The 20th Anniversary Tour of this hugely successful show charges headfirst into Northampton for a week that’s already virtually sold out. Any show that can stimulate such anticipation and excitement is obviously doing something right. Cards on the Table time: I’m not really a fan of Queen. I know, I know, pipe down with your faux-outrage. But I’ve always found their style to be overblown and self-important; and the continued reverence about their output by the media and fans hasn’t made it any easier for me to start appreciating them. And indeed, when We Will Rock You makes direct reference to Queen it’s by elevating them to a cult religious status, which I find a right turn-off. There are a handful of their songs that I like; but the prospect of 2 hours 45 minutes of undiluted Queen made me feel bilious. Imagine my surprise, then, when I discovered that far and away the best thing about this show is the music! More of that later…
The opening sequence strongly recalled a musical that I truly hated: Dave Clark’s Time, a pompous, vacuous show from 1986 that we endured for what felt like several hours at London’s Dominion Theatre (which is where We Will Rock You held sway for an extraordinary twelve years). I clutched my armrest wondering if I was going to hate this too. And, overall, I didn’t. But I have some big reservations about it.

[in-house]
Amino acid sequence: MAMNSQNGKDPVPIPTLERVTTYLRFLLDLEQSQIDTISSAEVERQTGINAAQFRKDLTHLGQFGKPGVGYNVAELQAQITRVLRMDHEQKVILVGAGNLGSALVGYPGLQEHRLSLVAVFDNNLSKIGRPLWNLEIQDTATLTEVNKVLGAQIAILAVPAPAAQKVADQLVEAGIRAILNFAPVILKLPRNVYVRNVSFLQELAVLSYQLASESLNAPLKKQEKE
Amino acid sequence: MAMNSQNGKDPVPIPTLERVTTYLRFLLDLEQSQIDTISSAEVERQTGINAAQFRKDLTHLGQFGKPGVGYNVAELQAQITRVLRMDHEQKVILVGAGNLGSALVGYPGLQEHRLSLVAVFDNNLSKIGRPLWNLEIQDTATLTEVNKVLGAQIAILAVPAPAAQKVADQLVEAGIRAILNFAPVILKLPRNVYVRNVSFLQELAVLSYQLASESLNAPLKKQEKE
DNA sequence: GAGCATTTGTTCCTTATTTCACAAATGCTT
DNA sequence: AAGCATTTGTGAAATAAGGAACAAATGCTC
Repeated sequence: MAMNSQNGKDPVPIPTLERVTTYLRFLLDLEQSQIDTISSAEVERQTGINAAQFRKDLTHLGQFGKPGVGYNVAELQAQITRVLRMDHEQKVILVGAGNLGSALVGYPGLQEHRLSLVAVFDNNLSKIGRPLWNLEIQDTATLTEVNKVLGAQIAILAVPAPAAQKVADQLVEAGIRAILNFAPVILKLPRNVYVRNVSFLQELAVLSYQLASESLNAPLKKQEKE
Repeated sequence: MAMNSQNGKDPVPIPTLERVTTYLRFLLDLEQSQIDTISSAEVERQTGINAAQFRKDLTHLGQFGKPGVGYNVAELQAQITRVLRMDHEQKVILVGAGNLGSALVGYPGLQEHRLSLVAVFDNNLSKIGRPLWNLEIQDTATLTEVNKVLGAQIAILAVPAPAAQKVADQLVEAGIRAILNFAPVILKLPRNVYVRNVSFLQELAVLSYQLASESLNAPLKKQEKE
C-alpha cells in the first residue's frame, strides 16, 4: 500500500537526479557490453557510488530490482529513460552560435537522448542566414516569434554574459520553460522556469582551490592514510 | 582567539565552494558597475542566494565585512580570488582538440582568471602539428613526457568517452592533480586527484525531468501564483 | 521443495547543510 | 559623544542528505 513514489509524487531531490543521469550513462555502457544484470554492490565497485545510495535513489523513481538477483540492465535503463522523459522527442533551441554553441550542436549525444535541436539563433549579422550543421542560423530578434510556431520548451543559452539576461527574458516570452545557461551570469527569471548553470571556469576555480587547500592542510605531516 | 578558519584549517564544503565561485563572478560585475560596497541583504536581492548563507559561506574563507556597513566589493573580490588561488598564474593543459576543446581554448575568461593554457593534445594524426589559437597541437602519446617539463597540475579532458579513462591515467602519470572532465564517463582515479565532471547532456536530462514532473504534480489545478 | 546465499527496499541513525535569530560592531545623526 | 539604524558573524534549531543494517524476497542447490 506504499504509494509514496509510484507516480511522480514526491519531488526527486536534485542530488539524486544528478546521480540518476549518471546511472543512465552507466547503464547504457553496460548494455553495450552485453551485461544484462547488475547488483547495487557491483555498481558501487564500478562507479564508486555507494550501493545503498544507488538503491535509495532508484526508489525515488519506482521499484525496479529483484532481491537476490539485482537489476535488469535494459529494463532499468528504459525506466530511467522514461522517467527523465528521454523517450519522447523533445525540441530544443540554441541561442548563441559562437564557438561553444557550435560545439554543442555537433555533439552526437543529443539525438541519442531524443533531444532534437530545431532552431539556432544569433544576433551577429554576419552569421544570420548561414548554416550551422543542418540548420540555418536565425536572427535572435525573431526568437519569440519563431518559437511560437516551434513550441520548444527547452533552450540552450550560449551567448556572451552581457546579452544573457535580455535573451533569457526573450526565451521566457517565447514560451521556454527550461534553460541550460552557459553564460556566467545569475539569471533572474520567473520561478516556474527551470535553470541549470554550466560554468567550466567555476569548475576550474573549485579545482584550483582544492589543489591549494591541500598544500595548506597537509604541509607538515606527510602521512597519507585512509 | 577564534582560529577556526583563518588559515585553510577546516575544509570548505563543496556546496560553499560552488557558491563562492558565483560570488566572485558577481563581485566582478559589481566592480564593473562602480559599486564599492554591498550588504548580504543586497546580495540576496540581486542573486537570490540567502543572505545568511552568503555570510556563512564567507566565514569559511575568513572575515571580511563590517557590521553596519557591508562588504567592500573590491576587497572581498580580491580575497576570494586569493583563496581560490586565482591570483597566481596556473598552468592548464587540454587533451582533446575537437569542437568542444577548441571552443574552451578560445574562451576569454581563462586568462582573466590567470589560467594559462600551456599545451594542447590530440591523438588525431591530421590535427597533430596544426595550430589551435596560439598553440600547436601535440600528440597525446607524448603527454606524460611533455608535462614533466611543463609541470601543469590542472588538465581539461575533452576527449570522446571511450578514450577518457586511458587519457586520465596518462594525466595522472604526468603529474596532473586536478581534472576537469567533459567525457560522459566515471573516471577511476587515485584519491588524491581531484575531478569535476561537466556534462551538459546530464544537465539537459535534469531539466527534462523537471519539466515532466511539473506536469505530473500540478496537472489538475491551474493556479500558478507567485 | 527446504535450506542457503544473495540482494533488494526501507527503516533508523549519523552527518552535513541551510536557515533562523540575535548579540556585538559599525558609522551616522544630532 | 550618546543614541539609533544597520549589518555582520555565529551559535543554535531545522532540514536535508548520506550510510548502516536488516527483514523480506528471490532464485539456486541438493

Let’s accentuate the positive. Production-wise, it’s magnificent. At the back of the stage, constantly changing images, cameras, LEDs and so on provide a wonderful depth to the stage action, suggesting mood, locations, and the mindless backing masses who populate the sterile Gaga World into which the iPlanet has developed. (Bear with me). Sometimes hidden, sometimes revealed at the back of the stage is Zachary Flis’ amazing band who whack out the familiar numbers with gusto. It’s loud, by the way – very loud. At times my seat rumbled with reverberation so much I though I was preparing for take-off. Kentaur’s costumes and wigs are a production in themselves, reflecting the power of the oppressors, the simplicity of the protagonists, and the eccentricity of the Bohemians. Visually the whole thing is astounding.